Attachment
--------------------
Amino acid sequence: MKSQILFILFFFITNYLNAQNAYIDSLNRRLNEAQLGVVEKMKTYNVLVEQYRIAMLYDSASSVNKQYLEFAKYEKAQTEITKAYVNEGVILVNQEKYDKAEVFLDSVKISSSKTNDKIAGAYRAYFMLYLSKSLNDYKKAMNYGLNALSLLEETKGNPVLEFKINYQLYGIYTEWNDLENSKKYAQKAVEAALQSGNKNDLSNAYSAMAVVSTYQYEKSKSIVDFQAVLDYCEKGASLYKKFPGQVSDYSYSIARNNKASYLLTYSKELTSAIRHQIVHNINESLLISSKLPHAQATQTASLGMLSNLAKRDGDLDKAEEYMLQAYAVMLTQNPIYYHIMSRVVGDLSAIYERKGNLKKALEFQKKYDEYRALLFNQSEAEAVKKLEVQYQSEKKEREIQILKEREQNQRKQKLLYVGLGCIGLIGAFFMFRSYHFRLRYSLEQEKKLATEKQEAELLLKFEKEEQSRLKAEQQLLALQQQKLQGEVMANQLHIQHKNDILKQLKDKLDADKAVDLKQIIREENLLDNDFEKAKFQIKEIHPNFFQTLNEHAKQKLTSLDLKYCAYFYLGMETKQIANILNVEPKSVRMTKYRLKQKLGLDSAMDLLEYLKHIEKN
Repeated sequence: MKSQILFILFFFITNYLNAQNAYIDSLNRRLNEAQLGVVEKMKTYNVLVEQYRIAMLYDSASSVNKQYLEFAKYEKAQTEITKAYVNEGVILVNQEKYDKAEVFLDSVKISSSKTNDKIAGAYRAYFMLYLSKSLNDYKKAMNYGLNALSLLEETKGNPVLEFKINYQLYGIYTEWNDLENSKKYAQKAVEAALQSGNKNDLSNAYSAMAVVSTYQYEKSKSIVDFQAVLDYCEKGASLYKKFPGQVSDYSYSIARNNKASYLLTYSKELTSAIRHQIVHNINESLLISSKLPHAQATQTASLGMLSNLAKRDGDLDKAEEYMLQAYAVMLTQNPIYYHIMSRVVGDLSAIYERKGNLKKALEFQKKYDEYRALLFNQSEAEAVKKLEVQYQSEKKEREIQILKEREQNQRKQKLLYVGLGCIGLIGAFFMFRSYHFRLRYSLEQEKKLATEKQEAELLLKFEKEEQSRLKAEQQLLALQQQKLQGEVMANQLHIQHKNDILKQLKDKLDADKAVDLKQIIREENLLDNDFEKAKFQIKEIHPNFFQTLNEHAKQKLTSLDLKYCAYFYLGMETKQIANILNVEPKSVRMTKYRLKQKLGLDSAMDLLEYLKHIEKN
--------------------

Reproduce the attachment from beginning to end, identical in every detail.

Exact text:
Amino acid sequence: MKSQILFILFFFITNYLNAQNAYIDSLNRRLNEAQLGVVEKMKTYNVLVEQYRIAMLYDSASSVNKQYLEFAKYEKAQTEITKAYVNEGVILVNQEKYDKAEVFLDSVKISSSKTNDKIAGAYRAYFMLYLSKSLNDYKKAMNYGLNALSLLEETKGNPVLEFKINYQLYGIYTEWNDLENSKKYAQKAVEAALQSGNKNDLSNAYSAMAVVSTYQYEKSKSIVDFQAVLDYCEKGASLYKKFPGQVSDYSYSIARNNKASYLLTYSKELTSAIRHQIVHNINESLLISSKLPHAQATQTASLGMLSNLAKRDGDLDKAEEYMLQAYAVMLTQNPIYYHIMSRVVGDLSAIYERKGNLKKALEFQKKYDEYRALLFNQSEAEAVKKLEVQYQSEKKEREIQILKEREQNQRKQKLLYVGLGCIGLIGAFFMFRSYHFRLRYSLEQEKKLATEKQEAELLLKFEKEEQSRLKAEQQLLALQQQKLQGEVMANQLHIQHKNDILKQLKDKLDADKAVDLKQIIREENLLDNDFEKAKFQIKEIHPNFFQTLNEHAKQKLTSLDLKYCAYFYLGMETKQIANILNVEPKSVRMTKYRLKQKLGLDSAMDLLEYLKHIEKN
Repeated sequence: MKSQILFILFFFITNYLNAQNAYIDSLNRRLNEAQLGVVEKMKTYNVLVEQYRIAMLYDSASSVNKQYLEFAKYEKAQTEITKAYVNEGVILVNQEKYDKAEVFLDSVKISSSKTNDKIAGAYRAYFMLYLSKSLNDYKKAMNYGLNALSLLEETKGNPVLEFKINYQLYGIYTEWNDLENSKKYAQKAVEAALQSGNKNDLSNAYSAMAVVSTYQYEKSKSIVDFQAVLDYCEKGASLYKKFPGQVSDYSYSIARNNKASYLLTYSKELTSAIRHQIVHNINESLLISSKLPHAQATQTASLGMLSNLAKRDGDLDKAEEYMLQAYAVMLTQNPIYYHIMSRVVGDLSAIYERKGNLKKALEFQKKYDEYRALLFNQSEAEAVKKLEVQYQSEKKEREIQILKEREQNQRKQKLLYVGLGCIGLIGAFFMFRSYHFRLRYSLEQEKKLATEKQEAELLLKFEKEEQSRLKAEQQLLALQQQKLQGEVMANQLHIQHKNDILKQLKDKLDADKAVDLKQIIREENLLDNDFEKAKFQIKEIHPNFFQTLNEHAKQKLTSLDLKYCAYFYLGMETKQIANILNVEPKSVRMTKYRLKQKLGLDSAMDLLEYLKHIEKN